Should I change the engine oil before the winter or in the spring?
During the summer season whilst your engine is running potential harmful bi-products are produced from the combustion process which can build up in the engine oil.  Therefore we recommend changing your engine oil and filters before the winter lay-up reducing the risk of internal surface damage from prolonged exposure to these nasties.

Should I worry about the new type of diesel?
No….don’t worry, just be aware…
Recent legislation has led to a change of fuel used on the inland waterways.  The new fuel must contain no more than 10 milligrams of sulphur per kilogram of fuel and can contain up to 7% bio diesel.  Diesel bug is especially fond of bio fuels so this 7% addition can increase the likelihood of encountering issues in your fuel system. Protecting your fuel against diesel bug is therefore even more important. Water in the fuel is the number one cause of contamination where condensation collects at the bottom of the tank, filling your tank before leaving it over the winter is the best way to avoid this.  In addition to this draining off excess water from your tank and separator filter is a good way to ensure you have as little water in the tank as possible before leaving the boat over winter.

In older engines it is a good idea to keep an eye on fuel hoses and seals as these may be affected by the new additives.  Modern diesel engines, however, should not be affected.  It would be advisable to check with the manufacturer.

How do I maintain my batteries over the winter months?
It is advisable to take the time to properly maintain batteries prior to storing.  If you have wet acid or flooded type units they may require some attention.  This is a simple case of checking the distilled water level and topping up if necessary.  If your batteries are AGM or Sealed, i.e. don’t have removable caps then they will not require any maintenance.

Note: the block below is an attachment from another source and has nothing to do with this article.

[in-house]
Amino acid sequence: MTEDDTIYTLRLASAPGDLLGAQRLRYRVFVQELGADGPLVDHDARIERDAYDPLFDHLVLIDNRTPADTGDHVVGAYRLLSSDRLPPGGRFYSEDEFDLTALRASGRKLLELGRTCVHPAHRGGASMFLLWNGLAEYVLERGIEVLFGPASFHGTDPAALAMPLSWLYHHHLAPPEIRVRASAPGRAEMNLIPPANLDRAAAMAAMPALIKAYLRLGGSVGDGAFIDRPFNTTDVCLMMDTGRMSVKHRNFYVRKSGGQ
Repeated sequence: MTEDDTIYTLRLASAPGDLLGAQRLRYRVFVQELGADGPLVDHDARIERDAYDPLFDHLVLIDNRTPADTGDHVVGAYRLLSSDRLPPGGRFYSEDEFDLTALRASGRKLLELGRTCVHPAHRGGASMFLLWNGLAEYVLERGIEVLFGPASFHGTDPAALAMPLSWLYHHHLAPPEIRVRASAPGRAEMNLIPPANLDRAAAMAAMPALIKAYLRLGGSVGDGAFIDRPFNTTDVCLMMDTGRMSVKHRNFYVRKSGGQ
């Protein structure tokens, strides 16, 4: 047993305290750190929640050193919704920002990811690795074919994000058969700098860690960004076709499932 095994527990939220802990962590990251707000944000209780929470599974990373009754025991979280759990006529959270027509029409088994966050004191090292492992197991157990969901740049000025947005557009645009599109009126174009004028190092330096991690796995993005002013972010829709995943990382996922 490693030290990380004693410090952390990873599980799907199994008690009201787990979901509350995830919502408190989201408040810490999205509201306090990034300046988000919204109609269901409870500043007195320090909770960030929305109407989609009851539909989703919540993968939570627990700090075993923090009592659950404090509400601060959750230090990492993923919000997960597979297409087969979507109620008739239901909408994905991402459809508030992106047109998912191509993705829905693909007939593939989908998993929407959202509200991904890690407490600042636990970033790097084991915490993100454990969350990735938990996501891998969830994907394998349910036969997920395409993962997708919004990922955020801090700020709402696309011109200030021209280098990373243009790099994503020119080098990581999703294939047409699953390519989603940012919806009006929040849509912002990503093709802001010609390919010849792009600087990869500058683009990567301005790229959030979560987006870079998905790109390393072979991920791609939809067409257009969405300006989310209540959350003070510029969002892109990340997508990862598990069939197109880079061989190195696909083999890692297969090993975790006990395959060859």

When left for a prolonged period of time the cells can discharge to the point of no return, meaning you return to a costly replacement job in the spring.  To avoid this with small engine batteries that can be transported easily it is a good idea to take them home and store them in the garage where you can periodically top up their charge.  For bigger batteries or large banks of cells, isolate them from any potential load.  This is to reduce consumption from devices/appliances on board which can draw power even when not in use.  Over the course of the winter, in some cases this could be enough to flatten the batteries.  Charge the batteries occasionally to maintain the charge.

It is important to bear in mind when isolating or disconnecting batteries that this may affect the operation of the bilge pump.

The exterior of my engine is rusty.  What could be causing it and is it something which needs attention?